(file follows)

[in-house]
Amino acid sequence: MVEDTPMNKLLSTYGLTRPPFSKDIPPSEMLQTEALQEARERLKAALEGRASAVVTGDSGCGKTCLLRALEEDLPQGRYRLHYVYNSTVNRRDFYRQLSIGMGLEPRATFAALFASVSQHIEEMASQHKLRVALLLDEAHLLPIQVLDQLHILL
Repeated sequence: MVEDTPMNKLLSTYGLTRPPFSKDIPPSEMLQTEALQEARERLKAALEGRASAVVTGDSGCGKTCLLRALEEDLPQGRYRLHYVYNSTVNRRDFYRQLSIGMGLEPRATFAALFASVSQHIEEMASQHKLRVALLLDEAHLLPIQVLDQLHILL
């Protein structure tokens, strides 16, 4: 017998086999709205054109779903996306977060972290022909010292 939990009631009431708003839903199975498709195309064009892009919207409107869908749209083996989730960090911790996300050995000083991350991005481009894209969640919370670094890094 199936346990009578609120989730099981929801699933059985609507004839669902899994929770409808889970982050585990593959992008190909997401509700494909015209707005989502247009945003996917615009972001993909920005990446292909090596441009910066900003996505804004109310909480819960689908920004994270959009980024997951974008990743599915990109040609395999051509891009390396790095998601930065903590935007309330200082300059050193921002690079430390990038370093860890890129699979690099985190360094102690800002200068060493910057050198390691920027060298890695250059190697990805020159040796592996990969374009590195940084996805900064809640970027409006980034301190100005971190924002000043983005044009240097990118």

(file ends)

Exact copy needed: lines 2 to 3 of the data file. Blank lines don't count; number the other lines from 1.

Amino acid sequence: MVEDTPMNKLLSTYGLTRPPFSKDIPPSEMLQTEALQEARERLKAALEGRASAVVTGDSGCGKTCLLRALEEDLPQGRYRLHYVYNSTVNRRDFYRQLSIGMGLEPRATFAALFASVSQHIEEMASQHKLRVALLLDEAHLLPIQVLDQLHILL
Repeated sequence: MVEDTPMNKLLSTYGLTRPPFSKDIPPSEMLQTEALQEARERLKAALEGRASAVVTGDSGCGKTCLLRALEEDLPQGRYRLHYVYNSTVNRRDFYRQLSIGMGLEPRATFAALFASVSQHIEEMASQHKLRVALLLDEAHLLPIQVLDQLHILL